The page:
It’s no secret that Netflix is trying to corner the market on younger viewers. While they don’t make a whole lot of public buzz about their demographics and marketing plans, the release of exclusive shows like “13 Reasons Why,” “Orange Is the New Black,” and “Disjointed” certainly cater to a younger, more liberal audience. In order to reach out to its target audience a little more, Netflix rather quietly linked up with a California marijuana dispensary, and for a very limited time, released branded marijuana in keeping with the vibe of its various shows. For example, fans of “Disjointed” could try something called the Omega Strain, “An incredibly potent hybrid that brings the best of both worlds to your bong,” while those drawn to the show “Santa Clarita Diet,” Drew Barrymore’s zombie series, could grab a little Baka Bile, “A cool and easy indica hybrid that’ll really ramp up your appetite.” Like it or lump it, this progressive marketing concept has forever changed the way some viewers interact with the brand, and that may well translate into more loyal viewership for Netflix. FYI, this isn’t the first time Netflix toyed with pop up shops. They opened several “Luke’s Diner” cafes to promote Gilmore Girls as well.

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3) Google

If you’ve looked at any kind of news for the last year or so (perhaps even the Popertee blog), you know that Amazon is killing it with Alexa voice technology these days. Last holiday season, Amazon opened a series of mall kiosks, just to try to get people to become familiar with the tech, Well, move over, Alexa, Google is finally giving you a run for your money. To promote the Home Mini (which is roughly the size of a donut), Google is opening up a series of donut shops and rewarding customers with free fresh-baked goodness when they’re willing to give the Home Mini a try in the store. All visitors have to do is walk up, give the Mini a command, and a box with their treat drops down a shoot. To make the visit even more gratifying, a few patrons receive a Mini inside their box, rather than the donuts. As cool as the Amazon pop up shops were, we have to say, the Google ones are that much sweeter because they create more engagement.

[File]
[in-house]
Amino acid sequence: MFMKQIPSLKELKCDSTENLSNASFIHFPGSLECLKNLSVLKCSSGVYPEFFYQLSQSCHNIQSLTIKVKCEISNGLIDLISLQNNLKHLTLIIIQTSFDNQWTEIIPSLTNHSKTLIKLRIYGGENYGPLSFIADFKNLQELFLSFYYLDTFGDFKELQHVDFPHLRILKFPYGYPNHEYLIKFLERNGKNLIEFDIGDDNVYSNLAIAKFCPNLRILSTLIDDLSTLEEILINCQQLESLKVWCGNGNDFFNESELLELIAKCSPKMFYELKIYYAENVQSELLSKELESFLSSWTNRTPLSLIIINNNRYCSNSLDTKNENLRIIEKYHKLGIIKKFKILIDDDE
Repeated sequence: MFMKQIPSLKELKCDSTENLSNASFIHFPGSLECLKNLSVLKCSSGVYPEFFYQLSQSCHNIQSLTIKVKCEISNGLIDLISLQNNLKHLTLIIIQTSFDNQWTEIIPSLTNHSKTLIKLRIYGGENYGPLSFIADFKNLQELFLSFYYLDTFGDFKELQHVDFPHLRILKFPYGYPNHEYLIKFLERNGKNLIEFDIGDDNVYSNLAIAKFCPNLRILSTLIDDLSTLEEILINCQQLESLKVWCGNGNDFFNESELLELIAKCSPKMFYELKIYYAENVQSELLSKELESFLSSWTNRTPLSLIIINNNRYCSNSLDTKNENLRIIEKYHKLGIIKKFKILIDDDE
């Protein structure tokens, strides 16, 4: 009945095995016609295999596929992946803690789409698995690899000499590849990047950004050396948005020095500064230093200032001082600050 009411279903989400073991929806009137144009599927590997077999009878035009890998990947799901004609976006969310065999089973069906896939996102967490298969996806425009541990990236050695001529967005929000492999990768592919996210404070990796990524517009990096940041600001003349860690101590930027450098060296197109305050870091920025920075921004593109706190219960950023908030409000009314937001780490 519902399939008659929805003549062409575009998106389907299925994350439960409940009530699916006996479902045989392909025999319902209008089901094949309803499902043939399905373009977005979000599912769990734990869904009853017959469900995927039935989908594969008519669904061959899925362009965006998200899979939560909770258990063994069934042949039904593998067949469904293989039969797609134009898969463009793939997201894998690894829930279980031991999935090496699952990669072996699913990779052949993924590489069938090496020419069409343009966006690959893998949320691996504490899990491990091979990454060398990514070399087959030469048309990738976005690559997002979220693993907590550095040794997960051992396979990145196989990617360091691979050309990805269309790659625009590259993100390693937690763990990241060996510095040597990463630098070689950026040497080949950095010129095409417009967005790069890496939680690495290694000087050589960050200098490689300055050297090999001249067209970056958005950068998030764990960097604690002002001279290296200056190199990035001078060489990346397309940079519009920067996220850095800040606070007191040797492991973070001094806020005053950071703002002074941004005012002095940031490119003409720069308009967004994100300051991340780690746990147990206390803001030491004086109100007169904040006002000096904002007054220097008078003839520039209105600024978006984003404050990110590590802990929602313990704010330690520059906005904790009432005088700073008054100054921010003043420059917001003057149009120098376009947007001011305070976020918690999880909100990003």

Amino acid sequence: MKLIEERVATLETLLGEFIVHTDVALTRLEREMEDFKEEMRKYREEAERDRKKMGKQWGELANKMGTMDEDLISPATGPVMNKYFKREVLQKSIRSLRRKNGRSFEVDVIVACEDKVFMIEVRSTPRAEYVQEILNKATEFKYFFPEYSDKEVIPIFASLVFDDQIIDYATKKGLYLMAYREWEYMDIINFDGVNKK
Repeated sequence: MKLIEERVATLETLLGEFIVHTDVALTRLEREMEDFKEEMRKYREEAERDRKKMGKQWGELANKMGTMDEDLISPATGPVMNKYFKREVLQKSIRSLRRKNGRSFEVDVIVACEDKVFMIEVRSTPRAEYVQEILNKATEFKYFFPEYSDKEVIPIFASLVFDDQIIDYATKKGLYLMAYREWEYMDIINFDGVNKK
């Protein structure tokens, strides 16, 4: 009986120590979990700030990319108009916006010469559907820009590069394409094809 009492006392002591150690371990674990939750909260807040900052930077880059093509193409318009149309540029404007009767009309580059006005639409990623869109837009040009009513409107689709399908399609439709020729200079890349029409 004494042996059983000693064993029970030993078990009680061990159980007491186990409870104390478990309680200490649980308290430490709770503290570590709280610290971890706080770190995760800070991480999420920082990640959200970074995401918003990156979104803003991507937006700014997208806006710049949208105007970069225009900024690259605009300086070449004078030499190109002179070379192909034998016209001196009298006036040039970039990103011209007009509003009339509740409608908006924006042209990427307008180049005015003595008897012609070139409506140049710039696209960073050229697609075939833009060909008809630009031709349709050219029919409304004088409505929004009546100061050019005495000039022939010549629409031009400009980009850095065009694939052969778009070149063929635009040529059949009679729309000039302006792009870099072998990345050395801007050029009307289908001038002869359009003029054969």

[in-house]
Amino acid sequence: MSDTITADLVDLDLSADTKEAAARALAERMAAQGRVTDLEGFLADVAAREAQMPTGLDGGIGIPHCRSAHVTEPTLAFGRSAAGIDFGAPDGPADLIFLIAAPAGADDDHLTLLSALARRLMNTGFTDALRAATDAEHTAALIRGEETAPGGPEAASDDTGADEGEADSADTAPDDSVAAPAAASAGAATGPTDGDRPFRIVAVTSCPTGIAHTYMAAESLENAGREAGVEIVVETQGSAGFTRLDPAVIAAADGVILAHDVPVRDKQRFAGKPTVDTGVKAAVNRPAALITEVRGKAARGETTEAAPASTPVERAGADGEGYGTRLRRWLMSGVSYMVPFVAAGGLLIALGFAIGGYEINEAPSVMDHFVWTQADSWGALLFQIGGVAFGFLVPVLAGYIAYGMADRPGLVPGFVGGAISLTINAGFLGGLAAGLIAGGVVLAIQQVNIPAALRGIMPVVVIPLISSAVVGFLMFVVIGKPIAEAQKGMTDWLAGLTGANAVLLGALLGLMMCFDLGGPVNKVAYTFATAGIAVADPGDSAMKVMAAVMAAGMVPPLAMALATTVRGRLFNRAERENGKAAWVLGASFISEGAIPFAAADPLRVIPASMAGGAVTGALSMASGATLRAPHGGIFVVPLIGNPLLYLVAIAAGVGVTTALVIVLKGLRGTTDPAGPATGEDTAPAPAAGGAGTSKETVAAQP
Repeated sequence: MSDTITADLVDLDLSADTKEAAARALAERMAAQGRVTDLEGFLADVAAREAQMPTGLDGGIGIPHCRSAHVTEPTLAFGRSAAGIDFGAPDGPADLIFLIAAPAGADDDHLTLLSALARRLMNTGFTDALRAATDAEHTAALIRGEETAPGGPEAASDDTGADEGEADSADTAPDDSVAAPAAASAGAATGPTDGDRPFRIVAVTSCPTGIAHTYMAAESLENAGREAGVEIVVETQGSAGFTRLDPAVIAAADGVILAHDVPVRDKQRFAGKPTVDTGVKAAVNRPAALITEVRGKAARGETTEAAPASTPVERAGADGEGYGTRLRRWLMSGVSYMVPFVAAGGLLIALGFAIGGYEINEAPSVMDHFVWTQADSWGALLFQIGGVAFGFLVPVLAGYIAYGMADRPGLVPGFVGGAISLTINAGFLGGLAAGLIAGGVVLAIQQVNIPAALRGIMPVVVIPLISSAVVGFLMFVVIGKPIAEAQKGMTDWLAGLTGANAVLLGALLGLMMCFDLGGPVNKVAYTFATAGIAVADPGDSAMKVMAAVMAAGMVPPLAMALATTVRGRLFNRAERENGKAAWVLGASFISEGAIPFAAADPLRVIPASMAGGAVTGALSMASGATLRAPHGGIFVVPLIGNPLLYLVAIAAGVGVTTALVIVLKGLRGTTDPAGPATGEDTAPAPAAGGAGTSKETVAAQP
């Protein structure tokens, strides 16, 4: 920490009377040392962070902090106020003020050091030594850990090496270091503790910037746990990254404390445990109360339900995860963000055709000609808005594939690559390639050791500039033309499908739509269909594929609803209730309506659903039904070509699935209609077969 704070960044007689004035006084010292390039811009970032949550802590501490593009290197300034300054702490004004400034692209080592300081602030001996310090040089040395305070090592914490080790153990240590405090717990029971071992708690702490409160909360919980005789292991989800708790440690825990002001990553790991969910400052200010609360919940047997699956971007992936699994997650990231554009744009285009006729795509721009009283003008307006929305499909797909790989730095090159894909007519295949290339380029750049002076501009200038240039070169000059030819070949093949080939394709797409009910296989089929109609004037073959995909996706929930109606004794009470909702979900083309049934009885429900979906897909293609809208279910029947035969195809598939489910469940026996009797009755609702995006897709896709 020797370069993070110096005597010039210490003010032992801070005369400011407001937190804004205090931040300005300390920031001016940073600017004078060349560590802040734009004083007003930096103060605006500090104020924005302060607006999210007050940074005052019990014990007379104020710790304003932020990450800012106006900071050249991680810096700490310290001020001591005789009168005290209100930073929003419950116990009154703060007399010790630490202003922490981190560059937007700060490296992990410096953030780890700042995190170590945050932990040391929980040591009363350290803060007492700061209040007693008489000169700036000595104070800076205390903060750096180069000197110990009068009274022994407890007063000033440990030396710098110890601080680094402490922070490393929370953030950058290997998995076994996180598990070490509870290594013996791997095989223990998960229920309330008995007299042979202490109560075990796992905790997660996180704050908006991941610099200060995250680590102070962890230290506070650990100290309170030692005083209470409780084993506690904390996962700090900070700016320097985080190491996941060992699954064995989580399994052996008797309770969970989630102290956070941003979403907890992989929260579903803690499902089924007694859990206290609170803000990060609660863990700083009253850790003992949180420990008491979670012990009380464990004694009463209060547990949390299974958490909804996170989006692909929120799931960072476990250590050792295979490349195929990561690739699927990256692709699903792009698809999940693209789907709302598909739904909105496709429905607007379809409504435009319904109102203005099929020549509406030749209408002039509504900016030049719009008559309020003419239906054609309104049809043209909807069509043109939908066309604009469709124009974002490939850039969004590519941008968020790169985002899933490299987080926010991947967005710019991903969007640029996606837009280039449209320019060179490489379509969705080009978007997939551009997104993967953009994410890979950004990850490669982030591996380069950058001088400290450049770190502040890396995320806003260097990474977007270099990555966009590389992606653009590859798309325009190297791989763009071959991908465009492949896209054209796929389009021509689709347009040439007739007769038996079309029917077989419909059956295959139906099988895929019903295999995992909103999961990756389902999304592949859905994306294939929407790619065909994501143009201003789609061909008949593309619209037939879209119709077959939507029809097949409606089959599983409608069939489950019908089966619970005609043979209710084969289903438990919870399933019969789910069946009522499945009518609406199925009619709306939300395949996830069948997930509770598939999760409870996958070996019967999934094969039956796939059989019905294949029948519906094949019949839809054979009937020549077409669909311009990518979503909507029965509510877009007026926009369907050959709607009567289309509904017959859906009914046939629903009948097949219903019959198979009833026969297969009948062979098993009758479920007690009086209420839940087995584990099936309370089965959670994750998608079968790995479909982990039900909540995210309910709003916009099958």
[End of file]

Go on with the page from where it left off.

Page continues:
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4) Marie Claire and MasterCard

Since 1937, the magazine Marie Claire has been growing its global audience by offering beauty and fashion tips, as well as interviews with some of the biggest female celebs of the time. It fights hard to continuously prove that it’s still swanky after all these years, and the company seems to have realized it needs to be more than just paper tidbits if it wants to remain competitive. At the same time, the credit card company MasterCard is struggling to appear on point with younger generations. Both found their answer in “The Next Big Thing,” the “pop-up retail experience in Manhattan where you can discover and shop the new and the next for every facet of your life— fashion, beauty, entertainment, technology and wellness!” The shop features new beauty-related technology, a whole host of events, private styling consultations, and trendy goods for sale.

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Create Your Own Concept Pop Up Shop

Concept stores can be described as any kind of shop with an underlying theme that ties the merchandise together, such as items that target a specific demographic group, a certain product line, or items with a specific purpose. In creating concept shops, either alone or as a joint venture, brands have the opportunity to become better known for a specific trait, and can attract new audiences or create more loyal consumers. If you have an idea for your own concept store, you’ll find the perfect pop up shop to launch it in on Popertee.